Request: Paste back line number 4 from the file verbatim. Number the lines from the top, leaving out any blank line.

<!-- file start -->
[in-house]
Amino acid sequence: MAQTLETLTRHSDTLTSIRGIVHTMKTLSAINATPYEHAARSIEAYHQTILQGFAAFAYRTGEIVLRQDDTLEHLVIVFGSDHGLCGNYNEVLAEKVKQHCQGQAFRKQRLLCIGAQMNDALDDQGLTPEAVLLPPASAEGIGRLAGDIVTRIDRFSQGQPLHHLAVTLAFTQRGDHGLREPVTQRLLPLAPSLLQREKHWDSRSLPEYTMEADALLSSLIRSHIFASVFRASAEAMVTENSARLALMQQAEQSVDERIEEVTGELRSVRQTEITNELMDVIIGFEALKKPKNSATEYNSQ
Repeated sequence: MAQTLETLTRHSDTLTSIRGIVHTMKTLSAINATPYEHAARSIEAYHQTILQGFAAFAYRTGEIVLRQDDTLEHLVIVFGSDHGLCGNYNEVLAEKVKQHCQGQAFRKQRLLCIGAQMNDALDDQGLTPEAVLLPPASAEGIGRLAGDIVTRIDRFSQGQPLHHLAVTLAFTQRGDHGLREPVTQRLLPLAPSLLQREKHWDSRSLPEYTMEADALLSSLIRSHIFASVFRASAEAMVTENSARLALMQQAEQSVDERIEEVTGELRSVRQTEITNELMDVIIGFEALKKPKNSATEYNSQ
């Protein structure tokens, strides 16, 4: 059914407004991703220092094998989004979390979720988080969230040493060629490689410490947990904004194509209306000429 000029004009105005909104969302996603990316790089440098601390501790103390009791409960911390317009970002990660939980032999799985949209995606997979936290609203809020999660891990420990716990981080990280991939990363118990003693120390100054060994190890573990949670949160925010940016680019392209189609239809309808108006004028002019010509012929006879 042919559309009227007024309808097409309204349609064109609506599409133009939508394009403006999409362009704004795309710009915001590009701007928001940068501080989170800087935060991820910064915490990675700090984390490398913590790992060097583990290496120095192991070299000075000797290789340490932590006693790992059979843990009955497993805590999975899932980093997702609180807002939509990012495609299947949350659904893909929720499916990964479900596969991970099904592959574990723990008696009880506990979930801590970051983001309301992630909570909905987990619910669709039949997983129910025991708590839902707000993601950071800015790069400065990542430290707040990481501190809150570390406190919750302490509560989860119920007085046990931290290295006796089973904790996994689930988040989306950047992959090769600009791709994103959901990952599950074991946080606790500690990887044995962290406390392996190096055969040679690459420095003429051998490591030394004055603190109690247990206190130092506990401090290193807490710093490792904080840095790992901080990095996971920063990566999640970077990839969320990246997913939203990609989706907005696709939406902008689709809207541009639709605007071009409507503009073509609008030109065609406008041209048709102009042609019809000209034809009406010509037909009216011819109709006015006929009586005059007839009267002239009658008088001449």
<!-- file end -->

């Protein structure tokens, strides 16, 4: 059914407004991703220092094998989004979390979720988080969230040493060629490689410490947990904004194509209306000429 000029004009105005909104969302996603990316790089440098601390501790103390009791409960911390317009970002990660939980032999799985949209995606997979936290609203809020999660891990420990716990981080990280991939990363118990003693120390100054060994190890573990949670949160925010940016680019392209189609239809309808108006004028002019010509012929006879 042919559309009227007024309808097409309204349609064109609506599409133009939508394009403006999409362009704004795309710009915001590009701007928001940068501080989170800087935060991820910064915490990675700090984390490398913590790992060097583990290496120095192991070299000075000797290789340490932590006693790992059979843990009955497993805590999975899932980093997702609180807002939509990012495609299947949350659904893909929720499916990964479900596969991970099904592959574990723990008696009880506990979930801590970051983001309301992630909570909905987990619910669709039949997983129910025991708590839902707000993601950071800015790069400065990542430290707040990481501190809150570390406190919750302490509560989860119920007085046990931290290295006796089973904790996994689930988040989306950047992959090769600009791709994103959901990952599950074991946080606790500690990887044995962290406390392996190096055969040679690459420095003429051998490591030394004055603190109690247990206190130092506990401090290193807490710093490792904080840095790992901080990095996971920063990566999640970077990839969320990246997913939203990609989706907005696709939406902008689709809207541009639709605007071009409507503009073509609008030109065609406008041209048709102009042609019809000209034809009406010509037909009216011819109709006015006929009586005059007839009267002239009658008088001449």